Noting the most popular incentive to be allowing for density on site, Jacobus also said that tax incentives were a close second: “In other words, if you provide affordable units on site, you get a tax abatement – a reduced property tax assessment. Seattle, for example, offers a 15-year waiver of property taxes on all projects that include affordable units.”

Other incentives included reductions in on-site parking requirements, or the approval of applications that include inclusionary units being allowed to go through an expedited process of approval.

“Another incentive,” says Jacobus, “is just cash, with a city providing funding from other tax revenue into projects to help offset the costs.”

Rob McGaffin of the University of Cape Town’s Urban Real Estate Research Unit (URERU) agrees that any inclusionary housing policy must make business sense, particularly at a time when the majority of development and construction companies have cut their profits to the bone in order to survive.

Speaking recently with Cape Talk radio presenter Refilwe Moloto in an interview around spatial planning in the City of Cape Town and the incorporation of affordable housing, McGaffin noted that if a development could not be financially feasible to start with, “all other conversations are mute, as the development is never going to take place.”

Adding that profit margins in the current market were “slim” for developers, McGaffin also noted the assumptions that there were “huge profit margins being made” in development and “huge amounts of money” that could cross subsidise inclusionary housing projects, were extremely erroneous. Research undertaken by the URERU recently revealed that developments which had previously taken three to four years just to get through the standard approval processes even before breaking ground were now taking anywhere between five and eight years instead.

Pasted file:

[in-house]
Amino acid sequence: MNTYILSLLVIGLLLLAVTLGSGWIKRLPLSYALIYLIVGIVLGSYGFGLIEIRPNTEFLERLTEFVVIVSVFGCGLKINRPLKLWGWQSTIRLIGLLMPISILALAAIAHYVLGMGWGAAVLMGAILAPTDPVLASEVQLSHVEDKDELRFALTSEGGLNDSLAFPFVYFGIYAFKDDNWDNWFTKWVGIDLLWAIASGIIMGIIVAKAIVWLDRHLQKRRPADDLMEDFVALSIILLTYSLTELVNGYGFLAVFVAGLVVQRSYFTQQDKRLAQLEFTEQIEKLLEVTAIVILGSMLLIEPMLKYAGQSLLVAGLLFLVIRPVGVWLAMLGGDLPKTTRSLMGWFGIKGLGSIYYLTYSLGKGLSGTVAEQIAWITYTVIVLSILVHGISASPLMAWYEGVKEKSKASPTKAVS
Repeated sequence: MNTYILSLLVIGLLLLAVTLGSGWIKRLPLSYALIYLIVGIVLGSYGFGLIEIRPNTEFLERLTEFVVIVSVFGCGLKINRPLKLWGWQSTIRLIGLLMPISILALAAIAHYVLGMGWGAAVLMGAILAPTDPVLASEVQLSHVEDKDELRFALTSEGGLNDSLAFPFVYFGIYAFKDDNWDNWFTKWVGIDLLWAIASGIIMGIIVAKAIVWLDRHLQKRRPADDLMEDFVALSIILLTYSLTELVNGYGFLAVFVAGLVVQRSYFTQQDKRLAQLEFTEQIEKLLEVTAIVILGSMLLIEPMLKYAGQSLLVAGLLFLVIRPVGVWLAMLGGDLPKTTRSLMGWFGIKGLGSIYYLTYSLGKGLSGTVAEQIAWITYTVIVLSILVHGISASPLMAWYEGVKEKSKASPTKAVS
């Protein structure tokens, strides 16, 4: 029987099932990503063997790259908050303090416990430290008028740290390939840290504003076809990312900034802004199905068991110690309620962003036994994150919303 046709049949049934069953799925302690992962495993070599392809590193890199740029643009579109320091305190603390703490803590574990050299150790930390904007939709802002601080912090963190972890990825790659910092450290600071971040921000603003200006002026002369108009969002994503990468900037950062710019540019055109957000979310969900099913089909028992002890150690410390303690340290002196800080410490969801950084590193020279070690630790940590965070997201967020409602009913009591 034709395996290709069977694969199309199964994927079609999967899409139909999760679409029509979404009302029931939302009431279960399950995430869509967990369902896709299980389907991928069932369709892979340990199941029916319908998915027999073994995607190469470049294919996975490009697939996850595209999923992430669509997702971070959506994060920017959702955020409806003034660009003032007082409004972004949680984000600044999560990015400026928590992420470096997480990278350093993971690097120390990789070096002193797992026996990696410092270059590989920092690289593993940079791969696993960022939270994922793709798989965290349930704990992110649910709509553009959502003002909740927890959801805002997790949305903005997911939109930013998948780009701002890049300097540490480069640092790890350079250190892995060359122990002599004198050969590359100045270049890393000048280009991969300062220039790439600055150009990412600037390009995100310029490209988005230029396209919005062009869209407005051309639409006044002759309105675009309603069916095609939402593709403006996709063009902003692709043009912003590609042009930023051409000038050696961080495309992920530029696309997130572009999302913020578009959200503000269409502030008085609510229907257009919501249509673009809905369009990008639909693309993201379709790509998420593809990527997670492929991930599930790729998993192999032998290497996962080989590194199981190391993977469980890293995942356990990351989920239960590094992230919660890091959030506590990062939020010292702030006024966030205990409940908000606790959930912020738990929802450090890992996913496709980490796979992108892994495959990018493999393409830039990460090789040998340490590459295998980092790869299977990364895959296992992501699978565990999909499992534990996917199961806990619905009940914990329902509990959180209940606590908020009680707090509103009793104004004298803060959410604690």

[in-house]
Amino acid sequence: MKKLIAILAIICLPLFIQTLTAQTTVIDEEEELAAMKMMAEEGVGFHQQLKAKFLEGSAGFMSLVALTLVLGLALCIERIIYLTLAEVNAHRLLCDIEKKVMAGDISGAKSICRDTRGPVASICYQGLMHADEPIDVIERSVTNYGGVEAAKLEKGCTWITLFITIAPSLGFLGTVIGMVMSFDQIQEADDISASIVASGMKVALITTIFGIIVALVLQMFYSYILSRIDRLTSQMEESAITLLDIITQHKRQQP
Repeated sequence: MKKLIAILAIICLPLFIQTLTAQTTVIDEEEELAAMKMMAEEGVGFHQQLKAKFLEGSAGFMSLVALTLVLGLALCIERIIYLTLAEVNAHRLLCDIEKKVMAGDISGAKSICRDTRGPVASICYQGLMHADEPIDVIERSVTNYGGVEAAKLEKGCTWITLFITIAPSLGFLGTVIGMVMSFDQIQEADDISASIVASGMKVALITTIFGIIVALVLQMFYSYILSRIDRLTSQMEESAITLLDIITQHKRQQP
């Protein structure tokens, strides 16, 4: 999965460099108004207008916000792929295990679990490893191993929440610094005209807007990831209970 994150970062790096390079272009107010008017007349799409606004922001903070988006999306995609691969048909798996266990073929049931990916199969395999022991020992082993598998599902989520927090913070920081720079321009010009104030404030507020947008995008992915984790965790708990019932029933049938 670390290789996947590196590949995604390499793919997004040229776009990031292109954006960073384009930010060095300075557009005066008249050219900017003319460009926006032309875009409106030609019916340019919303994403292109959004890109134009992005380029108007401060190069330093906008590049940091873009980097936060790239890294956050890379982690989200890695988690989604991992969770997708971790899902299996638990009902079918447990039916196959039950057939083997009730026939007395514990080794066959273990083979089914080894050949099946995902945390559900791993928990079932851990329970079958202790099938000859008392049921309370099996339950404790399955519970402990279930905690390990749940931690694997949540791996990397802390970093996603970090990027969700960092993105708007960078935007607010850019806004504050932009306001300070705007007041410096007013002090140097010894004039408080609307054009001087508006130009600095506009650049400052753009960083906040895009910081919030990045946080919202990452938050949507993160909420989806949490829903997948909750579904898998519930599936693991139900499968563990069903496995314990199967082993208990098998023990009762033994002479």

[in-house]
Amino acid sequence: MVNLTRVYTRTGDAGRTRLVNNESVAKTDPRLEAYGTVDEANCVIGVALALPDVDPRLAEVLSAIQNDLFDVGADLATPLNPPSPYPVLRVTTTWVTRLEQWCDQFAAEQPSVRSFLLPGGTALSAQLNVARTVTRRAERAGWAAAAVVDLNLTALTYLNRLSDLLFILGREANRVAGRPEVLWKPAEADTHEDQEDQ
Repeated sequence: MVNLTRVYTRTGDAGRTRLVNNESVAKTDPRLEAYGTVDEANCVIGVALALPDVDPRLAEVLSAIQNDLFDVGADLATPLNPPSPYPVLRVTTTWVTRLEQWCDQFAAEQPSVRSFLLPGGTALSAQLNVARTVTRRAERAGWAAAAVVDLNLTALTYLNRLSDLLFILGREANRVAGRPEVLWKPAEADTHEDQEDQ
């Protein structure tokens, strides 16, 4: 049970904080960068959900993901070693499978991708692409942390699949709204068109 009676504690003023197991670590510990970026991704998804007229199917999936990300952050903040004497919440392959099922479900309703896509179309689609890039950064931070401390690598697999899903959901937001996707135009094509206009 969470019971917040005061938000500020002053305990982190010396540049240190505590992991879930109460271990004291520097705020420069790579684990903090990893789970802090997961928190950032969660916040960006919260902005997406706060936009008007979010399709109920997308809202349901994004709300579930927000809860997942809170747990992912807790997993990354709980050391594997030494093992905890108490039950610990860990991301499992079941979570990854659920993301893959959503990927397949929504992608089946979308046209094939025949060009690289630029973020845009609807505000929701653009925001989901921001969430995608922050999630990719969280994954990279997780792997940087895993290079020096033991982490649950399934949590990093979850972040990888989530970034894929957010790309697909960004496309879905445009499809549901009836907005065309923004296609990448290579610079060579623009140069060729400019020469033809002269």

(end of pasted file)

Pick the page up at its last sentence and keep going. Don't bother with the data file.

“It’s very difficult to make any development viable at this point in time,” says McGaffin. “We’ve estimated that for every year a project is delayed, you decrease the project’s affordability by 15%.

“There’s this idea that there are these super profits being made, and that all developers drive 4X4s and live in Camps Bay. This is just not the case”.

Adding that the development community was far bigger than just the handful of big-name brands recognised by the public, McGaffin stressed that the industry also included large numbers of SMEs across the entire metropole, as well as many government departments responsible for infrastructure development.

Nevertheless, notes Van Zyl: “A viable inclusionary housing policy that fast tracks approval on projects incorporating affordable units, and offers reasonable incentives along the lines of those found internationally, will not only be embraced by local developers. It could also be the very thing that kickstarts the industry once again and puts food on the table of those many construction workers now sitting unemployed at home.”